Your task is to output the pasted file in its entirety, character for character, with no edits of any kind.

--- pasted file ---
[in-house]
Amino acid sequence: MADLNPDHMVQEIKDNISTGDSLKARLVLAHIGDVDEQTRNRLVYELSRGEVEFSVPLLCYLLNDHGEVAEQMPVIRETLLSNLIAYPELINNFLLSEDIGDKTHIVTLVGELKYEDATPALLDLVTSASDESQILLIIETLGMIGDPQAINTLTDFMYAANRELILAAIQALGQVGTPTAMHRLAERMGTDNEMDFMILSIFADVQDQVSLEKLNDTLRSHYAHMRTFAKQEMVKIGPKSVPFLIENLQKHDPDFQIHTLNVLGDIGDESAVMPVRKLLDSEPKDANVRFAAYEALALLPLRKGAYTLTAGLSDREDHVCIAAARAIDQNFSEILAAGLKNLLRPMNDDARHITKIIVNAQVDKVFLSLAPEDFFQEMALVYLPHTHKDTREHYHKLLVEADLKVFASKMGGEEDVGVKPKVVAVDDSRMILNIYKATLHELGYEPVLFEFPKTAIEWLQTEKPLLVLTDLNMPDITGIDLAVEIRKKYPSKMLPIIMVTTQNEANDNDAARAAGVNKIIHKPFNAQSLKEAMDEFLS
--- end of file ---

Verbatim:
[in-house]
Amino acid sequence: MADLNPDHMVQEIKDNISTGDSLKARLVLAHIGDVDEQTRNRLVYELSRGEVEFSVPLLCYLLNDHGEVAEQMPVIRETLLSNLIAYPELINNFLLSEDIGDKTHIVTLVGELKYEDATPALLDLVTSASDESQILLIIETLGMIGDPQAINTLTDFMYAANRELILAAIQALGQVGTPTAMHRLAERMGTDNEMDFMILSIFADVQDQVSLEKLNDTLRSHYAHMRTFAKQEMVKIGPKSVPFLIENLQKHDPDFQIHTLNVLGDIGDESAVMPVRKLLDSEPKDANVRFAAYEALALLPLRKGAYTLTAGLSDREDHVCIAAARAIDQNFSEILAAGLKNLLRPMNDDARHITKIIVNAQVDKVFLSLAPEDFFQEMALVYLPHTHKDTREHYHKLLVEADLKVFASKMGGEEDVGVKPKVVAVDDSRMILNIYKATLHELGYEPVLFEFPKTAIEWLQTEKPLLVLTDLNMPDITGIDLAVEIRKKYPSKMLPIIMVTTQNEANDNDAARAAGVNKIIHKPFNAQSLKEAMDEFLS